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Levels of 1-hydroxypyrene in urine of people living in an oil producing region of the Andean Amazon (Ecuador and Peru)



Polycyclic aromatic hydrocarbons (PAHs) are contaminants with carcinogenic effects but little is known about their presence in environments surrounding oil drilling operations and spills or exposure levels in nearby communities. The objective of this study was to characterize PAH levels in people living near oil drilling operations in relation to fish consumption, occupation, source of water and other socio-demographic characteristics.


This pilot study examined PAH exposure by measuring 1-hydroxypyrene (1-OHP) in urine samples using high-performance liquid chromatography and fluorescence detection from 75 women and men in the Ecuadorian and Peruvian Amazon living near oil drilling operations and who answered a questionnaire collecting socio-demographic, occupational and dietary information. Data were analyzed using multiple linear regression models.


The mean value of 1-OHP was 0.40 μmol/mol creatinine, 95% CI 0.32–0.46 μmol/mol creatinine. Women who used water from a surface source (for washing clothes or bathing) had almost twice the amount of 1-OHP in their urine (mean 1-OHP = 0.41 μmol/mol creatinine, 95% CI 0.28–0.54 μmol/mol creatinine, n = 23) as women who used water from either a well, a spring or rain (mean 1-OHP = 0.22 μmol/mol creatinine, 95% CI 0.11–0.34 μmol/mol creatinine, n = 6). Men who reported eating a bottom-dwelling species as their most commonly consumed fish (mean 1-OHP = 0.50 μmol/mol creatinine, 95% CI 0.36–0.64 μmol/mol creatinine, n = 31) had twice as much 1-OHP in their urine as men who reported a pelagic fish (mean 1-OHP = 0.25 μmol/mol creatinine, 95% CI 0.15–0.35 μmol/mol creatinine, n = 15), signaling either oral (fish consumption) or dermal (while standing in water fishing benthic species) exposure.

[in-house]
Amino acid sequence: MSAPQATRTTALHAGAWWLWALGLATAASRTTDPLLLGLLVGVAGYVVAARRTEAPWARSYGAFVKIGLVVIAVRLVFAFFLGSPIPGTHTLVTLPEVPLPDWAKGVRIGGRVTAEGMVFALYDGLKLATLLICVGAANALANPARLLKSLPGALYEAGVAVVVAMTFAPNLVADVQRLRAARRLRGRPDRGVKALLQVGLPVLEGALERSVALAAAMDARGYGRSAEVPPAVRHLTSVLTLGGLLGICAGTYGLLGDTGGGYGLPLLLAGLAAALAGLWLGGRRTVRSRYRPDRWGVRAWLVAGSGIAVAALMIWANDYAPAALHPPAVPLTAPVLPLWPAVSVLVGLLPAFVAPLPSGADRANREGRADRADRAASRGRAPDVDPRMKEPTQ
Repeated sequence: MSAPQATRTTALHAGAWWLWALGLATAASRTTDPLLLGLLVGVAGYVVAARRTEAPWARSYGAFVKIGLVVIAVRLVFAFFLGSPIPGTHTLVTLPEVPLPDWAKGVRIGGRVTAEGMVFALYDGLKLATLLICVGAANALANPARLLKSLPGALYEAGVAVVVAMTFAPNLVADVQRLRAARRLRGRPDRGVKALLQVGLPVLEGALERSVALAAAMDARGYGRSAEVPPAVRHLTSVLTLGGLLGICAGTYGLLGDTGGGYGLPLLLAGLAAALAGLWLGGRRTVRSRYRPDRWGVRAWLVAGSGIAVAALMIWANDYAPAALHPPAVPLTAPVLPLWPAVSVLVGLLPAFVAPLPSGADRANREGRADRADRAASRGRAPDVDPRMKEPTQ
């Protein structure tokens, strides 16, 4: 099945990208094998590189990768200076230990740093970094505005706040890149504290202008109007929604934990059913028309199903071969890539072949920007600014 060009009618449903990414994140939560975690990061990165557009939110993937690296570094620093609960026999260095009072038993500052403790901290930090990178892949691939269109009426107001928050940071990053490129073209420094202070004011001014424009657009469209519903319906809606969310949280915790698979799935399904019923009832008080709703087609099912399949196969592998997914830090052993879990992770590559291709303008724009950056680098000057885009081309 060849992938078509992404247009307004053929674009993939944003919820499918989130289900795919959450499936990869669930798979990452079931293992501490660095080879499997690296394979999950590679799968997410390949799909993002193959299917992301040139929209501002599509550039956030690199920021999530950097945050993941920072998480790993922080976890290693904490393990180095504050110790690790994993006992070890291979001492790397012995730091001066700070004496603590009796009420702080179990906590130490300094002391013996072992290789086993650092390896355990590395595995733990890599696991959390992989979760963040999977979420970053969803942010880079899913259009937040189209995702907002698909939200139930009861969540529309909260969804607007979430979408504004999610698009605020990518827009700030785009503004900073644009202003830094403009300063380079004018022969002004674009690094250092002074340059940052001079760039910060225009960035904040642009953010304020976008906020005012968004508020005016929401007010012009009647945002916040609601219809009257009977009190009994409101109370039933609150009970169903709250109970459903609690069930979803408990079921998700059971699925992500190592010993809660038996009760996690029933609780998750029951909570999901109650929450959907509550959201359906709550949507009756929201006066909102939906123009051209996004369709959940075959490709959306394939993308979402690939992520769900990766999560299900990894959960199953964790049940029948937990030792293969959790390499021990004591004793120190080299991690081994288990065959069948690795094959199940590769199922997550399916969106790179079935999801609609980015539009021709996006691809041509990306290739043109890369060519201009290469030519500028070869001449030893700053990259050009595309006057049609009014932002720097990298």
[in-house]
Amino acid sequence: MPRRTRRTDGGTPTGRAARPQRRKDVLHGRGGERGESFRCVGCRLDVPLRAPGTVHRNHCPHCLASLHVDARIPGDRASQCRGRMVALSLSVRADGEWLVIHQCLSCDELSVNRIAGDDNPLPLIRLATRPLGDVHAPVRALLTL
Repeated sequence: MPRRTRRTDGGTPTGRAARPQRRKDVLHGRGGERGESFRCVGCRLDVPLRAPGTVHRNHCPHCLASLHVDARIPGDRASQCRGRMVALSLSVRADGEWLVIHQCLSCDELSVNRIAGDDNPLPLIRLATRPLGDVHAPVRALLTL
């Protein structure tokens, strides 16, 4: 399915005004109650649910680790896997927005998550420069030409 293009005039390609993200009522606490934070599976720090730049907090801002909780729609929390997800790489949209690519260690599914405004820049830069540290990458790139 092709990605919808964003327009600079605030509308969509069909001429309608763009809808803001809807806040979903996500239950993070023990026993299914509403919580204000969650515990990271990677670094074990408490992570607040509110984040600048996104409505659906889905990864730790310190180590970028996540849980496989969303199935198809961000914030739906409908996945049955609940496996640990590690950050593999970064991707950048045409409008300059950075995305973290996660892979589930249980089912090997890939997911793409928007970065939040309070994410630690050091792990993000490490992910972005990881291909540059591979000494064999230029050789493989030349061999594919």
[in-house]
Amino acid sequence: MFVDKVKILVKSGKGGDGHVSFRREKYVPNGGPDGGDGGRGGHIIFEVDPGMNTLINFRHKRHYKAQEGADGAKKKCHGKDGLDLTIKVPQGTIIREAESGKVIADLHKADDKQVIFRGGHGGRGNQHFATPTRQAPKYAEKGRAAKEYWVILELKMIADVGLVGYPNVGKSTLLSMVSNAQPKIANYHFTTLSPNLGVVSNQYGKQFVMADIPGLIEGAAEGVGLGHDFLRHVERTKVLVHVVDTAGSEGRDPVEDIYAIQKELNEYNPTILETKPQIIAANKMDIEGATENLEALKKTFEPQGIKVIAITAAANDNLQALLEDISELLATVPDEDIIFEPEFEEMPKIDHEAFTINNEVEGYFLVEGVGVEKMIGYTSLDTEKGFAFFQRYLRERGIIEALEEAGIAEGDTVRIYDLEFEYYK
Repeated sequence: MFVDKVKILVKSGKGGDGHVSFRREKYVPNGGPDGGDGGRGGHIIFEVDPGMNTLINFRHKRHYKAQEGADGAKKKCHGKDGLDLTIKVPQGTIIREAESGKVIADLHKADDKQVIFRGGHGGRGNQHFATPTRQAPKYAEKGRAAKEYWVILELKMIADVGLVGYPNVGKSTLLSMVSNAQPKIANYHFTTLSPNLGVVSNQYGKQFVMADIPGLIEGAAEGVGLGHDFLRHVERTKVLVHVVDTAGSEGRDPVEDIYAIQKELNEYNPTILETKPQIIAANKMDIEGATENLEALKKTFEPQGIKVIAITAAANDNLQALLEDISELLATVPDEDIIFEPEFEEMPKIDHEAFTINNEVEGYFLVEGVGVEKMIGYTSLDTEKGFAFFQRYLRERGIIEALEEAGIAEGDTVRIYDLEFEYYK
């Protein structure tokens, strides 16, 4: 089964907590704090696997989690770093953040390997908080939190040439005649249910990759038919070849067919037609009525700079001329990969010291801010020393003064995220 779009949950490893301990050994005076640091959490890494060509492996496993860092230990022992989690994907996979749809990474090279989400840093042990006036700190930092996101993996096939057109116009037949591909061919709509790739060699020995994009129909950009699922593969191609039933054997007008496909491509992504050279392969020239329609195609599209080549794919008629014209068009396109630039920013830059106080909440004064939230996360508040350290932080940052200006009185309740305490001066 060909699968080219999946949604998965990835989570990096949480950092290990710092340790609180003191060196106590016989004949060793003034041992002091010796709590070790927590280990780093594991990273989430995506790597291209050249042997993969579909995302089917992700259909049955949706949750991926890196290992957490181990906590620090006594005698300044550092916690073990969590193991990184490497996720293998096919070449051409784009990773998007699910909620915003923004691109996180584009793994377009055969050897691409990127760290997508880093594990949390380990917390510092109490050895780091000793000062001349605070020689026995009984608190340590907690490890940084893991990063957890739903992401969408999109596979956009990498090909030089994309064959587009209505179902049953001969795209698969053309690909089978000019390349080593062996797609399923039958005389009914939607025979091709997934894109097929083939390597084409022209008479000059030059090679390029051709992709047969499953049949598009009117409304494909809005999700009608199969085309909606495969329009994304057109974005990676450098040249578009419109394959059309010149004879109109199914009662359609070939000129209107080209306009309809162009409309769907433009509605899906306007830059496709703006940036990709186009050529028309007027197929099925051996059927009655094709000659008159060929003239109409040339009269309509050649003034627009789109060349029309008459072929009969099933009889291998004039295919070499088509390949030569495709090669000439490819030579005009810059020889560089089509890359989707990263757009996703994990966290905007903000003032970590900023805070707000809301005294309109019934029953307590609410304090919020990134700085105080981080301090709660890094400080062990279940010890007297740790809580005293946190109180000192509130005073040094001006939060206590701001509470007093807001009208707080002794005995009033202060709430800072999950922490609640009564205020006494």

More contact with surface water and benthic fish may result in higher levels of 1-OHP in human urine among the study population. Reducing the amount of oil and wastes entering the waterways in Andean Amazonia would be one way to reduce exposure.

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Analysis of 1-hydroxypyrene in urine samples was performed at the First Nations and Inuit Health Branch Laboratory (FNIHBL), Health Canada in Ottawa. Creatinine analysis was carried out at the Centre de Toxicologie du Québec (CTQ) of the Institut national de santé publique du Québec (INSPQ) by a lab technician. Sébastian Breau provided advice on the clustered linear regressions. The authors would also like to thank the three reviewers for their helpful comments and suggestions.

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Correspondence to Jena Webb.

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Funding for this research was provided by the following organizations: Canada-Latin America and the Caribbean Research Exchange Grants (LACREG)-Association of Universities and Colleges of Canada (AUCC), Social Science and Humanities Research Council (SSHRC) Internal McGill Grant-research grant, and EcoHealth Research Grant-International Development Research Centre (IDRC) (Grant no. 101860-001). The corresponding author had doctoral scholarships from the Fonds de recherche du Québec-Nature et technologies (FRQNT) and the Natural Sciences and Engineering Research Council of Canada (NSERC). Funders played no role in study design; in the collection, analysis or interpretation of data; in the writing of the report; or in the decision to submit the article for publication.

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Webb, J., Coomes, O.T., Mergler, D. et al. Levels of 1-hydroxypyrene in urine of people living in an oil producing region of the Andean Amazon (Ecuador and Peru). Int Arch Occup Environ Health 91, 105–115 (2018).

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  • Polycyclic aromatic hydrocarbons (PAHs)
  • Pyrene
  • 1-Hydroxypyrene (1-OHP)
  • Oil contamination
  • Petroleum extraction
  • Amazon